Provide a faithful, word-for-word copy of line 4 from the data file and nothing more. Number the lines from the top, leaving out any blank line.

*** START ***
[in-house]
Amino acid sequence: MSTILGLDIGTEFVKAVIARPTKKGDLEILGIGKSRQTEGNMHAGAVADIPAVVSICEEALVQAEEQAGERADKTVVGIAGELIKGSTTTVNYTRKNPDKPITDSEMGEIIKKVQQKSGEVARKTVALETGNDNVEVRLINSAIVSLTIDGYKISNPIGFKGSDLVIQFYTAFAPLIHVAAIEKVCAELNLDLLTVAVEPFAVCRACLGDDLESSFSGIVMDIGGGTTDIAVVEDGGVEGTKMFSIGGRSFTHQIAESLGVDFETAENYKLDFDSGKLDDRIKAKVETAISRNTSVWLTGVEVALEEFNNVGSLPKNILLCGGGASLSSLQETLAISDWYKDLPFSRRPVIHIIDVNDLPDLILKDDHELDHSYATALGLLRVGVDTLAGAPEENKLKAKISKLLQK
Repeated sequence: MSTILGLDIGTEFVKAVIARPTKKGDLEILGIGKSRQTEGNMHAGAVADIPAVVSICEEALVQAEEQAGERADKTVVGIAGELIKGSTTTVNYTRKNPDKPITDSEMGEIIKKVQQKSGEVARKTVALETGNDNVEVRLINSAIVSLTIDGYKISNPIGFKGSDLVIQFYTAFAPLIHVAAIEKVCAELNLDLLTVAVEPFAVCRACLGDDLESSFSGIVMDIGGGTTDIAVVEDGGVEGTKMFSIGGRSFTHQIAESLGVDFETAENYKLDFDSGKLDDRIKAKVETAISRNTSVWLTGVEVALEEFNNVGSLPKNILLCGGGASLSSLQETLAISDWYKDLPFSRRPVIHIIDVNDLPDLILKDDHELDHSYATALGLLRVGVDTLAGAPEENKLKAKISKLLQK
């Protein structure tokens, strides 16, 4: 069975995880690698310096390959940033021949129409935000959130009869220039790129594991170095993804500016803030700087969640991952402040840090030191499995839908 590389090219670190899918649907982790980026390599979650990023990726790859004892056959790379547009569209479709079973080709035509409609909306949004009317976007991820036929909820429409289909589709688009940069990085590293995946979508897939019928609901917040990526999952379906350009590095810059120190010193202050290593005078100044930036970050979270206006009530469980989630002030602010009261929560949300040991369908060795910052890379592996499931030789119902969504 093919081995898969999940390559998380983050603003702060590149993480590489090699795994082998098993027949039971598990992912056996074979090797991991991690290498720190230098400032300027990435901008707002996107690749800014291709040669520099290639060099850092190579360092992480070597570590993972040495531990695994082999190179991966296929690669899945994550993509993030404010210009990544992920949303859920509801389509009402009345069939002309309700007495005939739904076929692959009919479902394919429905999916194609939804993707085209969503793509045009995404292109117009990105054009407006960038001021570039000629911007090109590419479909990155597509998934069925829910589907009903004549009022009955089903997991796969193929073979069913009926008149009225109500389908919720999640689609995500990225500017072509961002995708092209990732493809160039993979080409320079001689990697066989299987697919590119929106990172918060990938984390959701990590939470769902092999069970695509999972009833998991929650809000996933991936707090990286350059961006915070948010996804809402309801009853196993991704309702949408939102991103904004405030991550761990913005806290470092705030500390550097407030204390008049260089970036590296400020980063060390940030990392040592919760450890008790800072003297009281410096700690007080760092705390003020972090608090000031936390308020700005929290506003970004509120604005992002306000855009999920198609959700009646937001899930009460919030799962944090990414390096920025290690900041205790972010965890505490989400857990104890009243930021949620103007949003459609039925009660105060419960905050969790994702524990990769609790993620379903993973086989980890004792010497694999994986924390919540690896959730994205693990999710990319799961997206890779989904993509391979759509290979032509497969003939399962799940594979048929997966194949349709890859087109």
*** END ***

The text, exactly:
């Protein structure tokens, strides 16, 4: 069975995880690698310096390959940033021949129409935000959130009869220039790129594991170095993804500016803030700087969640991952402040840090030191499995839908 590389090219670190899918649907982790980026390599979650990023990726790859004892056959790379547009569209479709079973080709035509409609909306949004009317976007991820036929909820429409289909589709688009940069990085590293995946979508897939019928609901917040990526999952379906350009590095810059120190010193202050290593005078100044930036970050979270206006009530469980989630002030602010009261929560949300040991369908060795910052890379592996499931030789119902969504 093919081995898969999940390559998380983050603003702060590149993480590489090699795994082998098993027949039971598990992912056996074979090797991991991690290498720190230098400032300027990435901008707002996107690749800014291709040669520099290639060099850092190579360092992480070597570590993972040495531990695994082999190179991966296929690669899945994550993509993030404010210009990544992920949303859920509801389509009402009345069939002309309700007495005939739904076929692959009919479902394919429905999916194609939804993707085209969503793509045009995404292109117009990105054009407006960038001021570039000629911007090109590419479909990155597509998934069925829910589907009903004549009022009955089903997991796969193929073979069913009926008149009225109500389908919720999640689609995500990225500017072509961002995708092209990732493809160039993979080409320079001689990697066989299987697919590119929106990172918060990938984390959701990590939470769902092999069970695509999972009833998991929650809000996933991936707090990286350059961006915070948010996804809402309801009853196993991704309702949408939102991103904004405030991550761990913005806290470092705030500390550097407030204390008049260089970036590296400020980063060390940030990392040592919760450890008790800072003297009281410096700690007080760092705390003020972090608090000031936390308020700005929290506003970004509120604005992002306000855009999920198609959700009646937001899930009460919030799962944090990414390096920025290690900041205790972010965890505490989400857990104890009243930021949620103007949003459609039925009660105060419960905050969790994702524990990769609790993620379903993973086989980890004792010497694999994986924390919540690896959730994205693990999710990319799961997206890779989904993509391979759509290979032509497969003939399962799940594979048929997966194949349709890859087109």